Local News Politics

Congressman Yarmuth Joins Twitter

Third District Congressman John Yarmuth has joined Twitter. The Louisville Democrat is far from the first Kentucky politician to join the social network. He follows  Republican Senator Rand Paul and GOP congressmen Brett GuthrieGeoff Davis and Ed Whitfield. Earlier this year, Paul and President Barack Obama had a (very) brief policy chat on Twitter over the debt ceiling.

You can track other lawmakers’ accounts on the Tweet Congress website.

Local News Noise & Notes Politics

Paul, Yarmuth Will Join Obama Aboard Air Force One Today

U.S. Sen. Rand Paul, R-Ky., and U.S. Rep. John Yarmuth, D-Ky., will travel with President Obama on Air Force One Thursday morning en route to the Brent Spence Bridge in northern Kentucky.

The president is visiting the span in Cincinnati to rally support for his jobs plan and both lawmakers plan to speak with Mr. Obama directly about the region’s infrastructure needs and closure of the Sherman Minton Bridge in Louisville.

Paul says if the White House is serious about fixing bridges, Mr. Obama will consider an emergency bridge fund that he’s proposing.

“I am looking forward to speaking with the president in my home state to address the express need for attention to our nation’s critical infrastructure needs. I will present him with my plan to prioritize these projects by freeing up funding to fix our broken roads and bridges, for which America’s businesses and commerce is so dependent,” he says.

Local News Noise & Notes Politics

Resolution Urges Expedited Ohio River Bridges Project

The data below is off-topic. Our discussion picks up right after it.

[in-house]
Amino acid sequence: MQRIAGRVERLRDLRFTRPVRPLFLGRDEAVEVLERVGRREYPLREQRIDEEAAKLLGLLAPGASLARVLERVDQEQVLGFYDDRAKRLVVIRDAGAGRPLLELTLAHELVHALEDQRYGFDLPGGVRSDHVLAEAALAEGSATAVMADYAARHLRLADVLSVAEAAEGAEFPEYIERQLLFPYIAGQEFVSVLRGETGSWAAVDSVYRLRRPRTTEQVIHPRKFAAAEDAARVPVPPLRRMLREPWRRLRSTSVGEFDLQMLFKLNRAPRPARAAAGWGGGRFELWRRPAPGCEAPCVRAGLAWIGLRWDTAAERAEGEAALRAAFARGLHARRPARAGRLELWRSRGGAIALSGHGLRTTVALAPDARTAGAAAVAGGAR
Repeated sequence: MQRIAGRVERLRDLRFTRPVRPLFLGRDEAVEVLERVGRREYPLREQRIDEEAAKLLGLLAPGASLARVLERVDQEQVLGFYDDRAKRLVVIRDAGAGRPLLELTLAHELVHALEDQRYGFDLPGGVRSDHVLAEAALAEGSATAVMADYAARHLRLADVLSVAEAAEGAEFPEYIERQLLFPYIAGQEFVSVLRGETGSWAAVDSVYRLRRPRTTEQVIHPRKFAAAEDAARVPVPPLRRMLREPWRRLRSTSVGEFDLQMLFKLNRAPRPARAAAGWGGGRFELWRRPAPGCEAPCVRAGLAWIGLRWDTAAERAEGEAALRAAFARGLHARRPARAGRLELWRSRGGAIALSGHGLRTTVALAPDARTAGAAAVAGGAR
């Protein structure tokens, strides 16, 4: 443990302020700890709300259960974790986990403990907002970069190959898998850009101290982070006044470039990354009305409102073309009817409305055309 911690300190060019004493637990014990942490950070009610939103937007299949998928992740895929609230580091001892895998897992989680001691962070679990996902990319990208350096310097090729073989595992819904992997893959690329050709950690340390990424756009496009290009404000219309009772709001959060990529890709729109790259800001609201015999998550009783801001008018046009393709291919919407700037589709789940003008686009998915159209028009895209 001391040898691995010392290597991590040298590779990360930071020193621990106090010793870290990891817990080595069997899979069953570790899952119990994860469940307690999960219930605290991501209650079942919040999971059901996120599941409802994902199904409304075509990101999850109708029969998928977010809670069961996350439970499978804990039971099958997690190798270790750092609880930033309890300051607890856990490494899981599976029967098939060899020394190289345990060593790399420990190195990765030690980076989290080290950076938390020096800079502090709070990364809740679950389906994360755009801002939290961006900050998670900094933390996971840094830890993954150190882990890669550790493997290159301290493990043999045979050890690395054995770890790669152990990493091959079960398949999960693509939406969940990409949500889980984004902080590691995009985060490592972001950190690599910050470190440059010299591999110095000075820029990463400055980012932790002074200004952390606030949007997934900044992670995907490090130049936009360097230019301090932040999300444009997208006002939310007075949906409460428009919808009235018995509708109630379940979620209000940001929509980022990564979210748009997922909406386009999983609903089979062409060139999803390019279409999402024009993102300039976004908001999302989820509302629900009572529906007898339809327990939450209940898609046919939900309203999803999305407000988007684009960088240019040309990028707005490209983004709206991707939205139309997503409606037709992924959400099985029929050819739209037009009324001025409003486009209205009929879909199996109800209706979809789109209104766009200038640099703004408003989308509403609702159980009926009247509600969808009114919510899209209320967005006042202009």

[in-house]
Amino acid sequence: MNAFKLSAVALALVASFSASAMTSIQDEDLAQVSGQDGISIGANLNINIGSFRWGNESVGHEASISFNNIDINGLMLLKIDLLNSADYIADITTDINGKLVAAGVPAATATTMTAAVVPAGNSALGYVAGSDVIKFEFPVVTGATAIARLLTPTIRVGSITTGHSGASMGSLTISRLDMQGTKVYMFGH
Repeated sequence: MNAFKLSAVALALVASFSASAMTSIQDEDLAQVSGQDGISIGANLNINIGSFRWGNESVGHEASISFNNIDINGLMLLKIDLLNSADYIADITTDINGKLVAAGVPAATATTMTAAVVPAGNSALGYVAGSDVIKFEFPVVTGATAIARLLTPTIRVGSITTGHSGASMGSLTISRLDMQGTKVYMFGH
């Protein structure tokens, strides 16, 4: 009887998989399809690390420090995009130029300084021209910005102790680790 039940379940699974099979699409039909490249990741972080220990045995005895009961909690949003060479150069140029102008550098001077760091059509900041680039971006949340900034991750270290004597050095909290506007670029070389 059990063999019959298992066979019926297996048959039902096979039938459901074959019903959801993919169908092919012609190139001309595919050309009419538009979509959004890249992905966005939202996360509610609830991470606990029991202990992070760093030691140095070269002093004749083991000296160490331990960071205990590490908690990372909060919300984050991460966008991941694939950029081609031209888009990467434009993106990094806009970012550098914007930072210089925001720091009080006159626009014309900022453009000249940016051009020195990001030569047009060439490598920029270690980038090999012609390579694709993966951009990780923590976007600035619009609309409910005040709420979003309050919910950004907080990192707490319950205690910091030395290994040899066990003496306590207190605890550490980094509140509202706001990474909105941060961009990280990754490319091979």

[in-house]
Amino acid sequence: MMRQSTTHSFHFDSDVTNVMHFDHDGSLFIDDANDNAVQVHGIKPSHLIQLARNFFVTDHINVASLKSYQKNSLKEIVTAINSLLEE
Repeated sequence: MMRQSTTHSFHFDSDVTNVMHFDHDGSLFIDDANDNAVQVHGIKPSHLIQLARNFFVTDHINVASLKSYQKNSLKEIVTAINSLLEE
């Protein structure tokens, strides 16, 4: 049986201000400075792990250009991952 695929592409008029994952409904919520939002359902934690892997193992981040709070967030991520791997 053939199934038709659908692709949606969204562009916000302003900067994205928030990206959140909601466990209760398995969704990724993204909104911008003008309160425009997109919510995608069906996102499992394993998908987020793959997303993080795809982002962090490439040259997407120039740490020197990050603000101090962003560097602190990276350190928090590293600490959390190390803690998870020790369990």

Citing the closure of the Sherman Minton Bridge, leaders of the Louisville Metro Council Transportation and Public Works Committee have drafted a resolution calling for an expedited construction schedule for the Ohio River Bridges Project.

Councilman Robin Engel, R-22, and Councilwoman Cheri Bryant Hamilton, D-5, who head the transportation committee, drafted the non-binding measure to encourage local, state and federal officials to become more involved with the behemoth public works project.

City lawmakers will be joined by some of the bridges projects big name supporters, including former Jefferson County Judge Executive Rebecca Jackson, Humana, Inc. founder David Jones and David Nicklies, former chairman of the Bridges Coalition.

Engel and Hamilton say other elected officials and community leaders must step up to push the $3.6 billion project forward.

“The Ohio River Bridges Project is essential to interstate commerce and will create thousands of desperately needed jobs, open up significant economic development opportunities and save motorists over $1.6 Billion in fuel and maintenance costs over a 20 year period,” the resolution says.

Local News Politics

McConnell, Yarmuth, Young and Fischer to Tour Sherman Minton Bridge

Inspectors have been surveying the damage on the Sherman Minton Bridge for over a week, and Saturday, they’ll be joined by a group of elected officials.

Louisville Mayor Greg Fischer, Senate Minority Mitch McConnell and U.S. Representatives John Yarmuth and Todd Young will join federal and state transportation officials on a tour of the bridge. Afterward, they’ll discuss their findings with the media to update the public.

It’s not clear how severe the damage on the 50-year-old span is or whether it can even be repaired. Whether McConnell, Yarmuth, Young and other lawmakers will be able to secure federal funding to repair or replace the bridge is also unclear. The issue has been a frequent topic of discussion since the bridge closed last week.